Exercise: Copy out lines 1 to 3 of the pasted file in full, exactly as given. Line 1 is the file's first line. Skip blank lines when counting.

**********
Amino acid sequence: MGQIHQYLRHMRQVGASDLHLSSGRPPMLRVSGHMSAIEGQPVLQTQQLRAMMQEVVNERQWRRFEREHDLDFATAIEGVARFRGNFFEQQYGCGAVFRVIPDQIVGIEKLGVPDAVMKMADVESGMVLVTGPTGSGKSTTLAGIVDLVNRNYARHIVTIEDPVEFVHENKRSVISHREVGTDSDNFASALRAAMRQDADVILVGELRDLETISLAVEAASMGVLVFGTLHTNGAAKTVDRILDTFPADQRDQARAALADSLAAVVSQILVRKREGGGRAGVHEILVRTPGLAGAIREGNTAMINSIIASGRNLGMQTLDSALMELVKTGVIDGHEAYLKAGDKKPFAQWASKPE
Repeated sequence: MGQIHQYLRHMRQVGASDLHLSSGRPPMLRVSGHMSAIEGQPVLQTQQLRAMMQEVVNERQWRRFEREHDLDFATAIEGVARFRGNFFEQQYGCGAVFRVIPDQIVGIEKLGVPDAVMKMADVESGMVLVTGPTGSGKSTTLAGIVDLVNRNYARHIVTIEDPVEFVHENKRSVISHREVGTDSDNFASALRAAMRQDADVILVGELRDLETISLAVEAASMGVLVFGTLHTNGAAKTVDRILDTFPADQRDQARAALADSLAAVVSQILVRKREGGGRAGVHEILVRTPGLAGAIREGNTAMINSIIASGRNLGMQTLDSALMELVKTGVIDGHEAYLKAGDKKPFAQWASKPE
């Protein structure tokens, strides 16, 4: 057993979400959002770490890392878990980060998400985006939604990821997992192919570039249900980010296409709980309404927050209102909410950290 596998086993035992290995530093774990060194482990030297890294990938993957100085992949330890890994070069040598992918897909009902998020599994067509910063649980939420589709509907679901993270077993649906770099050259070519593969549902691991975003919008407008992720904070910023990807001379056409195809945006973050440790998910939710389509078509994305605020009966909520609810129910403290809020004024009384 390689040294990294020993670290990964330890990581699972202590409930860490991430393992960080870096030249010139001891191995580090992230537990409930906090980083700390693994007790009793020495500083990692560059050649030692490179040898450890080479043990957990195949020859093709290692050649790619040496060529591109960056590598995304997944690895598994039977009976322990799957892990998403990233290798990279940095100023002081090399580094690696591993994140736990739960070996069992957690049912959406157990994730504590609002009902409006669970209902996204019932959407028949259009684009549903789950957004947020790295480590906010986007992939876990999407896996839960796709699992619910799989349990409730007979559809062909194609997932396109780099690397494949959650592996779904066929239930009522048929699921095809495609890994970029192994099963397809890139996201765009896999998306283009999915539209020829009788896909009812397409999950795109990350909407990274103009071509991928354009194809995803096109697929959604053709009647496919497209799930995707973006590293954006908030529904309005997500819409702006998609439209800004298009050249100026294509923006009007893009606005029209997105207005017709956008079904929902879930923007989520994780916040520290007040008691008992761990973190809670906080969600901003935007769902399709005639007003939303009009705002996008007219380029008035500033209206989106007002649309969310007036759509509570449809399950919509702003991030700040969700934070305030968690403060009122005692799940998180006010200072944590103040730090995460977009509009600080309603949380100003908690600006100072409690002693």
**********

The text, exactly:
Amino acid sequence: MGQIHQYLRHMRQVGASDLHLSSGRPPMLRVSGHMSAIEGQPVLQTQQLRAMMQEVVNERQWRRFEREHDLDFATAIEGVARFRGNFFEQQYGCGAVFRVIPDQIVGIEKLGVPDAVMKMADVESGMVLVTGPTGSGKSTTLAGIVDLVNRNYARHIVTIEDPVEFVHENKRSVISHREVGTDSDNFASALRAAMRQDADVILVGELRDLETISLAVEAASMGVLVFGTLHTNGAAKTVDRILDTFPADQRDQARAALADSLAAVVSQILVRKREGGGRAGVHEILVRTPGLAGAIREGNTAMINSIIASGRNLGMQTLDSALMELVKTGVIDGHEAYLKAGDKKPFAQWASKPE
Repeated sequence: MGQIHQYLRHMRQVGASDLHLSSGRPPMLRVSGHMSAIEGQPVLQTQQLRAMMQEVVNERQWRRFEREHDLDFATAIEGVARFRGNFFEQQYGCGAVFRVIPDQIVGIEKLGVPDAVMKMADVESGMVLVTGPTGSGKSTTLAGIVDLVNRNYARHIVTIEDPVEFVHENKRSVISHREVGTDSDNFASALRAAMRQDADVILVGELRDLETISLAVEAASMGVLVFGTLHTNGAAKTVDRILDTFPADQRDQARAALADSLAAVVSQILVRKREGGGRAGVHEILVRTPGLAGAIREGNTAMINSIIASGRNLGMQTLDSALMELVKTGVIDGHEAYLKAGDKKPFAQWASKPE
């Protein structure tokens, strides 16, 4: 057993979400959002770490890392878990980060998400985006939604990821997992192919570039249900980010296409709980309404927050209102909410950290 596998086993035992290995530093774990060194482990030297890294990938993957100085992949330890890994070069040598992918897909009902998020599994067509910063649980939420589709509907679901993270077993649906770099050259070519593969549902691991975003919008407008992720904070910023990807001379056409195809945006973050440790998910939710389509078509994305605020009966909520609810129910403290809020004024009384 390689040294990294020993670290990964330890990581699972202590409930860490991430393992960080870096030249010139001891191995580090992230537990409930906090980083700390693994007790009793020495500083990692560059050649030692490179040898450890080479043990957990195949020859093709290692050649790619040496060529591109960056590598995304997944690895598994039977009976322990799957892990998403990233290798990279940095100023002081090399580094690696591993994140736990739960070996069992957690049912959406157990994730504590609002009902409006669970209902996204019932959407028949259009684009549903789950957004947020790295480590906010986007992939876990999407896996839960796709699992619910799989349990409730007979559809062909194609997932396109780099690397494949959650592996779904066929239930009522048929699921095809495609890994970029192994099963397809890139996201765009896999998306283009999915539209020829009788896909009812397409999950795109990350909407990274103009071509991928354009194809995803096109697929959604053709009647496919497209799930995707973006590293954006908030529904309005997500819409702006998609439209800004298009050249100026294509923006009007893009606005029209997105207005017709956008079904929902879930923007989520994780916040520290007040008691008992761990973190809670906080969600901003935007769902399709005639007003939303009009705002996008007219380029008035500033209206989106007002649309969310007036759509509570449809399950919509702003991030700040969700934070305030968690403060009122005692799940998180006010200072944590103040730090995460977009509009600080309603949380100003908690600006100072409690002693």